Feds to students: You can’t say that

The Obama administration’s move to “dramatically undermine students’ and faculty rights at colleges across the country” is another government scandal, writes Greg Lukianoff of the Foundation for Individual Rights in Education (FIRE) in the Wall Street Journal.

The Education Department and Justice Department rewrote the federal government’s rules about sexual harassment and free speech on campus in a May 9 letter to the University of Montana. To retain federal funding, colleges and universities must punish

“unwelcome conduct of a sexual nature,” including “verbal conduct,” otherwise known as speech.

Till now, sexual harassment had to be “objectively offensive” to a “reasonable person.” That’s gone. Anyone who claims to be offended is a victim of harassment. Furthermore, colleges must respond to “student-on-student harassment” off campus and on, and may discipline the accused before the harassment charge has been investigated.

Last week’s letter is part of a decades-long effort by anti-“hate speech” professors, students, activists and administrators to classify any offensive speech as harassment unprotected by the First Amendment. Such speech codes reached their height in the 1980s and 1990s, but they were defeated in federal and state court and came in for public ridicule.

Still, a FIRE survey of 409 colleges this year found 62 percent maintain speech codes that violate First Amendment standards. Students aren’t the only victims.

In 2011, the University of Denver suspended a professor and found him guilty of sexual harassment because his class discussion on sexual taboos in American culture (in a graduate-level course) was considered too racy. Last year, Appalachian State University suspended a professor for creating a “hostile environment” after she criticized the university’s treatment of sexual-assault cases involving student-athletes and screened a documentary critical of the adult-film industry.

The government’s sweeping definition of sexual harassment will extend to other forms of speech, Lukianoff predicts.

At Tufts in 2007, a conservative student publication was found guilty of harassment for criticizing Islam. The same happened to a professor at Purdue University at Calumet in 2012, who faced a four-month investigation.

University administrators live in fear of discrimination and harassment lawsuits and costly investigations by the Education Department’s Office for Civil Rights, Lukianoff writes. You could call it harassment.

About Joanne


  1. SuperSub says:

    Hey, what you can’t pass through Congress, implement through regulation… that Congress is such a pain to deal with anyway.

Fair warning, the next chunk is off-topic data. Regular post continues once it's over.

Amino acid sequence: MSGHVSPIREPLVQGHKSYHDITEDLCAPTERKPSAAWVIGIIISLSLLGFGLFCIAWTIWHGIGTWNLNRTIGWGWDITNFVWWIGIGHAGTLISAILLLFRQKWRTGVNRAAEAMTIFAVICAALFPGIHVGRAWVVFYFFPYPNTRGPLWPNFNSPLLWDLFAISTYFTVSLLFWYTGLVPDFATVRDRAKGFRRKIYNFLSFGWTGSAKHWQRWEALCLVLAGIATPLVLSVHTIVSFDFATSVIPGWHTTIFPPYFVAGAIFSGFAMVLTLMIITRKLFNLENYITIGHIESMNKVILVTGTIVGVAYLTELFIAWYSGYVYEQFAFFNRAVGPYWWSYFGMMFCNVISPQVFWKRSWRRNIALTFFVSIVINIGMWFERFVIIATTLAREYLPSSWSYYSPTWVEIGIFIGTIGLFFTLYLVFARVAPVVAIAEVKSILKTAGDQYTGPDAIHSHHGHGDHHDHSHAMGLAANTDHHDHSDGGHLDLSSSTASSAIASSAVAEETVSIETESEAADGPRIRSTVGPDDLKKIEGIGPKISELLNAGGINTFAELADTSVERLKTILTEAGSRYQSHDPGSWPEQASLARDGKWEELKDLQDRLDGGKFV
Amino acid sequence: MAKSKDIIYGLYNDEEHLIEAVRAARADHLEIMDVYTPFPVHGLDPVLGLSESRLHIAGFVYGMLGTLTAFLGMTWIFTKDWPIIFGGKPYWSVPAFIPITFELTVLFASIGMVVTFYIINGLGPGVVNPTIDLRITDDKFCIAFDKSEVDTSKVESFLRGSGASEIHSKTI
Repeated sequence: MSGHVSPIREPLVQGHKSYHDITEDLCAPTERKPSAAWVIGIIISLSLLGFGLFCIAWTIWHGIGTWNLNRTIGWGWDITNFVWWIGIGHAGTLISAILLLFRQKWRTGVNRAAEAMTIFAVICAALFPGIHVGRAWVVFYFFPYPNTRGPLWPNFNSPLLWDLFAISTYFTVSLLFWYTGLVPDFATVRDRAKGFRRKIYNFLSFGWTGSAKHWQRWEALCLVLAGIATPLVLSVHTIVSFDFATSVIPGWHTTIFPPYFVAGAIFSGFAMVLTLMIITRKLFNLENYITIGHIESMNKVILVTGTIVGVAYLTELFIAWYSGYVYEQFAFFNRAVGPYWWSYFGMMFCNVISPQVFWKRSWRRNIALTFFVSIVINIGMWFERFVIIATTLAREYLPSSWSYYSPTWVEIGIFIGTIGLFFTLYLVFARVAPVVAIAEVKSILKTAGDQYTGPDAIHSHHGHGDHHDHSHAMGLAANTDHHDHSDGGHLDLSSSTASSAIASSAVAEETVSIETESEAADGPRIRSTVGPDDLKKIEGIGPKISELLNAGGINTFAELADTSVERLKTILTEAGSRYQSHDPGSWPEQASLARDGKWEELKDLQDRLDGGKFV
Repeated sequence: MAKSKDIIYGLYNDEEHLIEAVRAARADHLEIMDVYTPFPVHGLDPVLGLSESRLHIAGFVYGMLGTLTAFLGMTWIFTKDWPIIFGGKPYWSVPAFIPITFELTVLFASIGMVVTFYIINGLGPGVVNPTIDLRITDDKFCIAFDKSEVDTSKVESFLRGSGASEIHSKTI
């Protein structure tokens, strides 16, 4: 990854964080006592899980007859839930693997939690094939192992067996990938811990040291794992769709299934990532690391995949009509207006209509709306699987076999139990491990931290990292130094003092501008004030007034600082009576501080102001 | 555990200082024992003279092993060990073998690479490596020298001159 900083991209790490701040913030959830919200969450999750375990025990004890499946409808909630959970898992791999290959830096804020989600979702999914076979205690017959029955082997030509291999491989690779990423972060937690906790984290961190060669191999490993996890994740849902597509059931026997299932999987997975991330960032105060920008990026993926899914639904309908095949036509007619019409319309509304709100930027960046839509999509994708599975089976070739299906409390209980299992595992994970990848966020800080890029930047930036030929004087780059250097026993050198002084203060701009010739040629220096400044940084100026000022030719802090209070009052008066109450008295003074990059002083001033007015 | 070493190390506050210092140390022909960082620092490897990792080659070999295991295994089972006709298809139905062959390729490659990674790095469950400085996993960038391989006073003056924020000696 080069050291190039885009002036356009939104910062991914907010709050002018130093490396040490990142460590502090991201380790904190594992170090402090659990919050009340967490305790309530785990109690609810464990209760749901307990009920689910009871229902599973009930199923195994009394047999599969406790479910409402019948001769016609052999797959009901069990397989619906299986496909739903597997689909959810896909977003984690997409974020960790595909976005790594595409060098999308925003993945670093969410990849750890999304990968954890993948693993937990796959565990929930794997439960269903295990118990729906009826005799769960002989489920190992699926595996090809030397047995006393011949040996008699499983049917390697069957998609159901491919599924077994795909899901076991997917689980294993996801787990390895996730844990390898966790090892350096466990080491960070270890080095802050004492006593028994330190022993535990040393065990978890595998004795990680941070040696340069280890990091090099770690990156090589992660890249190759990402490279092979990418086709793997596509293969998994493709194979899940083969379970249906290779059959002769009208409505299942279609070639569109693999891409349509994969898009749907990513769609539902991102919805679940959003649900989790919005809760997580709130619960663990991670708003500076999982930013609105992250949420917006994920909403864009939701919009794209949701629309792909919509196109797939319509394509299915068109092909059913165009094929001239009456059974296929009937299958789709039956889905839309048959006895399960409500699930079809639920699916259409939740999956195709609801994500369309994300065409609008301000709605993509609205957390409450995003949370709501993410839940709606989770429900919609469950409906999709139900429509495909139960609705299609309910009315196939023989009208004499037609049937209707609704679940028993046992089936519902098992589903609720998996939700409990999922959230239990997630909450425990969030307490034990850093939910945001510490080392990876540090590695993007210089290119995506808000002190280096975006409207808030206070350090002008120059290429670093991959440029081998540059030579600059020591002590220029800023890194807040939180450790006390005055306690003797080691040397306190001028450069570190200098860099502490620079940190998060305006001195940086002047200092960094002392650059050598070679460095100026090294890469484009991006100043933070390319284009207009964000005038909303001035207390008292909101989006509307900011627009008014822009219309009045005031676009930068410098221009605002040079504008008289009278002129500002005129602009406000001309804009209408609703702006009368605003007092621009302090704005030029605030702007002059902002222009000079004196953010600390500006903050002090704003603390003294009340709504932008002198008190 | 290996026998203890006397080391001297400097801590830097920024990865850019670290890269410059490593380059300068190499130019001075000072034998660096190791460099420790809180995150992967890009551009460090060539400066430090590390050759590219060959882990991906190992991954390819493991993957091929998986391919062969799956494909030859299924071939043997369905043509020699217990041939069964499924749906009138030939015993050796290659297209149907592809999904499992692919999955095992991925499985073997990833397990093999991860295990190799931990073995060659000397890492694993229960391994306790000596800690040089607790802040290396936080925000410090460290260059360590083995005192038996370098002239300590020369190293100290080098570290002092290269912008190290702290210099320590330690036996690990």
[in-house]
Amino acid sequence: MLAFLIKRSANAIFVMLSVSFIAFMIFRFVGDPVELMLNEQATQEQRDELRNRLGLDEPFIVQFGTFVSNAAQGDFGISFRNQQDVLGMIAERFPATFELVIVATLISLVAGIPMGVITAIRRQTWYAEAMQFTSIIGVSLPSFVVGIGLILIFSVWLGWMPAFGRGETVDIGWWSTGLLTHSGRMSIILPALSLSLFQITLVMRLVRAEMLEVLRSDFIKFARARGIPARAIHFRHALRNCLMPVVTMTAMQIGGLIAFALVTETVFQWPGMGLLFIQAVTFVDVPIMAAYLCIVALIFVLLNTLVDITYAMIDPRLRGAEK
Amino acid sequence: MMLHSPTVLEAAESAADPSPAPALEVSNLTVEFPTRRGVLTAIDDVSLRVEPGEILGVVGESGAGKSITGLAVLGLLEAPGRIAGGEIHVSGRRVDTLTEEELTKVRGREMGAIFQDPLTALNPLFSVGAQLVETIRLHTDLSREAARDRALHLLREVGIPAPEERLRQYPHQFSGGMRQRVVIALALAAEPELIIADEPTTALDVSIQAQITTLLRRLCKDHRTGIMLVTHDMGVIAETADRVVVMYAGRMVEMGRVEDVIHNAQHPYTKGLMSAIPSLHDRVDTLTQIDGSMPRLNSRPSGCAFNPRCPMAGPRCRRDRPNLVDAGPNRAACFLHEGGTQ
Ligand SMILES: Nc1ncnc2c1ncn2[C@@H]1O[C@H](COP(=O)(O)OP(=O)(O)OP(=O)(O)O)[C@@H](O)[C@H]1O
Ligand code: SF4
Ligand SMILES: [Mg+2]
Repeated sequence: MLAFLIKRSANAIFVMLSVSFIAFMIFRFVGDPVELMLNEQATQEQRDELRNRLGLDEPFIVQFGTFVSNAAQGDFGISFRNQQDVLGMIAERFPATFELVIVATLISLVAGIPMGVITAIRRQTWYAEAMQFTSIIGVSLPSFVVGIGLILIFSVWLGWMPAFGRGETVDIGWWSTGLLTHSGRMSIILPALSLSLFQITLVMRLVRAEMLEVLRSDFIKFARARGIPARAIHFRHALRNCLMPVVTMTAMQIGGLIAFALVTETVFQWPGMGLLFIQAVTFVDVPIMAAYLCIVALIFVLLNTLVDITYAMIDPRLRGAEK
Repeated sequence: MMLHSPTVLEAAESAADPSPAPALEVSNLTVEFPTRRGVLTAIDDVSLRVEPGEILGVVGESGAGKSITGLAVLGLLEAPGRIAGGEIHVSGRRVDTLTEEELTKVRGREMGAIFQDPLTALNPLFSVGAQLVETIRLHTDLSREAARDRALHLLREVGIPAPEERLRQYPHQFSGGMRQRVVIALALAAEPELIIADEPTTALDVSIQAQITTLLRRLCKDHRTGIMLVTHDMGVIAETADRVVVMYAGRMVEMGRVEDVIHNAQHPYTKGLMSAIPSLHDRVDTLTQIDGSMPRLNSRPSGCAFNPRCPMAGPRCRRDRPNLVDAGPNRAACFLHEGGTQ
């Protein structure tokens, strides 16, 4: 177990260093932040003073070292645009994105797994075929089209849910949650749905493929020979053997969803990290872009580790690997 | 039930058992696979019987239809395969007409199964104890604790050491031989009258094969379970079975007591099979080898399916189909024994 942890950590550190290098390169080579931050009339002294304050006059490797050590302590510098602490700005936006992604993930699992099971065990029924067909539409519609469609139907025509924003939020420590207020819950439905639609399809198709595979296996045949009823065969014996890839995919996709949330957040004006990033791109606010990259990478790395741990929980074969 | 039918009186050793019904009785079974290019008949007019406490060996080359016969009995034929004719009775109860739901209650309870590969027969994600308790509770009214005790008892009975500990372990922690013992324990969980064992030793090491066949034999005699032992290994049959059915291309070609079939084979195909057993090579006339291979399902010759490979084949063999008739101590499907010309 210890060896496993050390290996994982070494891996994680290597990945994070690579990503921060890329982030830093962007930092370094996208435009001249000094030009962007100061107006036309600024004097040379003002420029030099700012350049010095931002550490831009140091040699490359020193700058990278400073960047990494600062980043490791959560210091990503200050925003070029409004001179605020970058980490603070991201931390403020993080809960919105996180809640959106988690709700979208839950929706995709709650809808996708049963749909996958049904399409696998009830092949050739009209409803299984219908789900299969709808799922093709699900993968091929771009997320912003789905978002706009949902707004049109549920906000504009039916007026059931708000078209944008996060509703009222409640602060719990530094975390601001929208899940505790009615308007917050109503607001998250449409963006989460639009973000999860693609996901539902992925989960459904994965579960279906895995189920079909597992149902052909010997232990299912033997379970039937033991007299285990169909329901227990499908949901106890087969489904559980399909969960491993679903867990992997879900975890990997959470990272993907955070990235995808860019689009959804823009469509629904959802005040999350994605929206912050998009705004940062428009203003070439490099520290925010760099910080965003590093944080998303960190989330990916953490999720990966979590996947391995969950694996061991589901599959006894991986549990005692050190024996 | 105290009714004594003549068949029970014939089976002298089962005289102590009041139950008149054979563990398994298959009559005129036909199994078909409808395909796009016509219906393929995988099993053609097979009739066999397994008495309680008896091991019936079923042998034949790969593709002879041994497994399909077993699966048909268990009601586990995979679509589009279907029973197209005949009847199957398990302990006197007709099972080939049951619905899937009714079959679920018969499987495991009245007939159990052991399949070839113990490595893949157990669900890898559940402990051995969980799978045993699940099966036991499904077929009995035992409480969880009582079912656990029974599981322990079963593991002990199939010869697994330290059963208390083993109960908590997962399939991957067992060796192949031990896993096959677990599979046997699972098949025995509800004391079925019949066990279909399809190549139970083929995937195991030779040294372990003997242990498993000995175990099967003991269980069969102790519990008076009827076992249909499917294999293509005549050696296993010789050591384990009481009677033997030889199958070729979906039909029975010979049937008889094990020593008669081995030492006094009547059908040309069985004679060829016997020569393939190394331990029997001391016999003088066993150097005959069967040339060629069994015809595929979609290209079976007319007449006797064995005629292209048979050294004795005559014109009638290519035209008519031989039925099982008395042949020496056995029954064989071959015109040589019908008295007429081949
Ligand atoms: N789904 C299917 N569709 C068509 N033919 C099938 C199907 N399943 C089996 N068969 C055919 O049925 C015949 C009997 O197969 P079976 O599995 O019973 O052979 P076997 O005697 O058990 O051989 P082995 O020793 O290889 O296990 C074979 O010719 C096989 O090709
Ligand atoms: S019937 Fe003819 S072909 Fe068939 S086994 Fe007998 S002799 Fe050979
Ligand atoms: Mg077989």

• Richard Aubrey says:

      So, how do the feds expect colleges to police this in their on-line courses?

      • With all the considerations of the budget, I’m amazed that no prominent Republican has proposed getting rid of these proliferating “civil rights” departments and the corresponding bureaucracies in the regulated organizations.

        • Roger Sweeny says:

          I would be surprised if that happened. Republicans are scared sh*tless of being called racists. You can be sure that all the people who work in those agencies–and who would lose their jobs as a consequence–would call them that.

      • Mark Roulo says:

        It is unnecessary to consistently police. Terror is more effective with uncertainty 🙁

  2. Hey, maybe we’ve got the makings of yet another scandal!

    That’d be pretty cool.

  3. Wow… With these kinds of rules for what constitutes sexual harrassment, the human species will be extinct in two generations.

  4. Let’s be clear in our understanding – these standards are intended to be and will be very selectively enforced. This is implicitly the establishment of purely class / status based justice where enforcement will depend entirely on in which groups you can claim membership, not what happened.

  5. Chartermom says:

    As the mother of a male college student this stuff really scares me. College kids will do and say stupid things and who’s to know when someone will take offense at something that was intended to be funny or romantic. I keep thinking back to my own college days when the guy across the hall pursued my roommate rather persistently for several weeks — invitations, flowers on the door, other gifts — all of which she turned down. It was all rather sweet and romantic. But I know for a time his attentions were unwelcome in the “please just stop making me feel bad for saying no to you” way. Finally she agreed to be his date for a formal. The rest, as they say, is history — they’ve been married more than 25 years now.